Orient Magazine Issue 79 - October 2020 - Page 53

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Robert Carnell

Regional Head of Research, Asia-Pacific, ING

One of the most depressing things about the last four years, has been the way in which radical policy initiatives have sprung out of thin air, requiring some early morning firefighting. I don’t expect these headaches to entirely disappear, but would happily see their frequency diminish. Tension between the US and China looks set at best to moderate, not disappear under a different administration, and could well intensify further if President Trump wins again, which we cannot rule out.

And the tension stems at least as much these days from a resurgent China, not just a bellicose US. China is no longer content to just bide its time quietly on the sidelines. It is increasingly challenging the US as a rival for the model of the next century, and not just in the trade sphere, but technologically, militarily. It would be surprising if there was not more pushback from the US as this happens, whoever is in the White House. And inevitably, this will lead to international political considerations to impinge on the economic /trade arena for countries like the UK.

In reality, though, Trump or no Trump, Asian trade has been undergoing a significant transition in recent years, and the main impact of a potential change in the US administration, is merely that we might see fewer policy surprises – making life for analysts and business leaders alike, a little easier to plan around, though not necessarily a more cooperative trade environment.

China has been gradually losing market share of trade to lower cost rivals, both other cheaper Asian countries, and cheaper local producers to key markets (US and Europe). The shift of production and trade away from China to other sources is not new, it had begun before the trade war, before the tech war, before Covid-19 and was driven by an increasing lack of competitiveness as Chinese wage growth regularly exceeded its productivity growth. The trade and tech war and now the pandemic, have simply accelerated these changes. A recent MAS study suggests that between 2017 and 2019, China lost more than 25% market share in the electronics segment (final and intermediate goods) to Vietnam, Taiwan and Malaysia.

What is also becoming clear to many MNCs operating in Asia is, whilst China is the great prize in terms of market entry, it is also a high risk market. The trade and increasingly tech wars which the US is waging with China are growing reasons not to have all your eggs in one basket. The nature of this conflict may change under a new administration, more WTO, more WHO, more NATO, for example – basically more multilateral, with allies and partners like the UK. But it is not necessarily going to be any less challenging for China.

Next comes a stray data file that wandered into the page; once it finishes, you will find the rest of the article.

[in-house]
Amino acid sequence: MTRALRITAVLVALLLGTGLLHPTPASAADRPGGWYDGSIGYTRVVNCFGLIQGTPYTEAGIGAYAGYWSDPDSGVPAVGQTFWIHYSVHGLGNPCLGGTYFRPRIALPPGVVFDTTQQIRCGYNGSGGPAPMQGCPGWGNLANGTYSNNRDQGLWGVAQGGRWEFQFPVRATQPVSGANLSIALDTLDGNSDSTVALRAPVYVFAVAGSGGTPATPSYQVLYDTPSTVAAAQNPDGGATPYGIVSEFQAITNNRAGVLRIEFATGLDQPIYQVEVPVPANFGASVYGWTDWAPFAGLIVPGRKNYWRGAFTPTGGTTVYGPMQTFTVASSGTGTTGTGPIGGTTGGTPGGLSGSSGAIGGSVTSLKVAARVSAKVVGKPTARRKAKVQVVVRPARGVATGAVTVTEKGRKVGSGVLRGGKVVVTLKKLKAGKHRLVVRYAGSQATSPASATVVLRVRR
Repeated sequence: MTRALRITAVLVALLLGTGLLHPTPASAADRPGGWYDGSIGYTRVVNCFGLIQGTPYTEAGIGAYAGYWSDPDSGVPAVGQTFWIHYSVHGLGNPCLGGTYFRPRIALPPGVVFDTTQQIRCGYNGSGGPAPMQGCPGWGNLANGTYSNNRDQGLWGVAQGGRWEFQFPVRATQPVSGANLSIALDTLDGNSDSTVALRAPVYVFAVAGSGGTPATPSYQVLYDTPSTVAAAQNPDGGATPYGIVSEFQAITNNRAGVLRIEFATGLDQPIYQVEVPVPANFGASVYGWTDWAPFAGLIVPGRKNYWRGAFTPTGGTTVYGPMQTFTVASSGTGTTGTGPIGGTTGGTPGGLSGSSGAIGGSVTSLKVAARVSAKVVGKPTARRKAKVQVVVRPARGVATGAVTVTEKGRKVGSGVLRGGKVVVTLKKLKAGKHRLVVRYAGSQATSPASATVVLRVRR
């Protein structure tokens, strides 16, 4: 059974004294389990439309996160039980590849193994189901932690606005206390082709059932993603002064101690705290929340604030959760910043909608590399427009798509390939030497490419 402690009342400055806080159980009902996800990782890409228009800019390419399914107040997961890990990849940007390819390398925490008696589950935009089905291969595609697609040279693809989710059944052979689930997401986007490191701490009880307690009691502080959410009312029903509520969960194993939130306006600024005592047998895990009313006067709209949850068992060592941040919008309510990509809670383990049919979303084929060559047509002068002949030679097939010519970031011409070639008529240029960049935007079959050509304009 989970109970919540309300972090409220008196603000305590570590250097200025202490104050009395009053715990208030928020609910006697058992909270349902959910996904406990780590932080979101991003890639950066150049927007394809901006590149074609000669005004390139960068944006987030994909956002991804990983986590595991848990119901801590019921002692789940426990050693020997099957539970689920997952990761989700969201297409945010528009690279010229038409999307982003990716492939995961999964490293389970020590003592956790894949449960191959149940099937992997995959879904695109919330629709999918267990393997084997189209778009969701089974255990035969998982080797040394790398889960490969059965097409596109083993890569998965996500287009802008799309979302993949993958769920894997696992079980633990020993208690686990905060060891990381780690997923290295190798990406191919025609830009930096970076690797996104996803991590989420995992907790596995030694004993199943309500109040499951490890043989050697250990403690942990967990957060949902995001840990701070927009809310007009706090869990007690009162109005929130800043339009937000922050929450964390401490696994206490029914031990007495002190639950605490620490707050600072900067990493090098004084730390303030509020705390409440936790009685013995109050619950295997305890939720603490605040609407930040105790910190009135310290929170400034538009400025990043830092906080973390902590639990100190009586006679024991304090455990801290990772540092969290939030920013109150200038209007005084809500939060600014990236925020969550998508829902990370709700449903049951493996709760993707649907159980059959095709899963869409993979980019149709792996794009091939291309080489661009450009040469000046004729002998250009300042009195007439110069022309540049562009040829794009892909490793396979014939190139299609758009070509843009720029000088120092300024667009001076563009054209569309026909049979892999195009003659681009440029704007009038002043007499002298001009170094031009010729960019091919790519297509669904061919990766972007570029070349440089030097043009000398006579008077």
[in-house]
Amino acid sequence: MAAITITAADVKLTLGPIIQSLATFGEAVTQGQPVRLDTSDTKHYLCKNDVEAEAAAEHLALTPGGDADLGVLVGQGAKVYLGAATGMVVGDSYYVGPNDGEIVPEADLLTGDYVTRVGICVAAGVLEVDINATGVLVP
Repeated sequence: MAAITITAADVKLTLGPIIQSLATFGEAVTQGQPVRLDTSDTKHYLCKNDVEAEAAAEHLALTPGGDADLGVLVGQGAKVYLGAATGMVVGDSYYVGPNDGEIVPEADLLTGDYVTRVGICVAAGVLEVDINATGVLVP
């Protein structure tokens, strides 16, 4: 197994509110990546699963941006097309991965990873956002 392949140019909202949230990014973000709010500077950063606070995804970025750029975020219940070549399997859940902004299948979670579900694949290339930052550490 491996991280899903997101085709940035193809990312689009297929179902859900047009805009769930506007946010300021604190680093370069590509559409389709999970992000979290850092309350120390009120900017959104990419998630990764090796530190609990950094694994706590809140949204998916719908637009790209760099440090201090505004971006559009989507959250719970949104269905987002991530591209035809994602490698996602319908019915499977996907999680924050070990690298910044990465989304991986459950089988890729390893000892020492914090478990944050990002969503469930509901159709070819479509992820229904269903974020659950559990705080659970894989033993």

Philip Steggals

Global Head of Research, Kadence

Could Trump Winning be better for ASEAN in the long run

Much has been written about Trump pulling the US out of the TPP early into his first term. Trump is obviously ‘America First’ and a second term would likely see him double down on this stance. Whilst there is hope in the region that a Biden win will see the US re-enter CTPTP, much suspicion has been raised on dealings with China by Trump within the US, coupled with the ongoing challenge of COVID-19, it is unlikely that ASEAN and Asian policies in general will be a top priority for Biden.

As such, whilst a Biden win should be a benefit for future ASEAN commerce, and all multilateral trade on paper, there will still be uncertainty in terms of what the US will actually commit to. With a Trump win, ASEAN must move forwards together, now. PM Lee stated earlier in the year that a ‘secure and predictable environment’ was a key step that US needed in its ties with China and ASEAN. With Trump, there can be no predictability, so ASEAN nations must look to secure long-term growth regardless of future US foreign policies.

Digital strategy for brands

Building upon the viewpoint, that a Trump victory will cause a predictable increase in the ‘America First’ mentality – there is arguably no single beneficiary more than Singapore. With global uncertainty around US and China policies, but with billions of potential buyers in Asia – companies will be looking to see how they can navigate the best trade deals, whilst gaining access to new markets. Singapore stands with a foot firmly in each part of the World. PM Lee stated on 20th September that "We take no joy in the troubles in the world, but it is a fact that in a troubled world, Singapore is one of the few trusted countries that stands out, and we must guard that reputation zealously”.

A recent study by Visa and STB has shown that local Singaporean brands have been most severely hit by COVID-19. A lack of online presence has seen only $2 out of $100 being spent online on local brands. A rise in digital spending means that consumers can look outside of Singapore for more products and services. US and UK firms looking to reach a new audience will be able to utilise a variety of online platforms for their distribution. Trump victory and a promised 2021 Brexit will likely mean closer economic ties between US and UK – but online retail and the desire for the latest global brands will see many Asian consumers looking online for their products.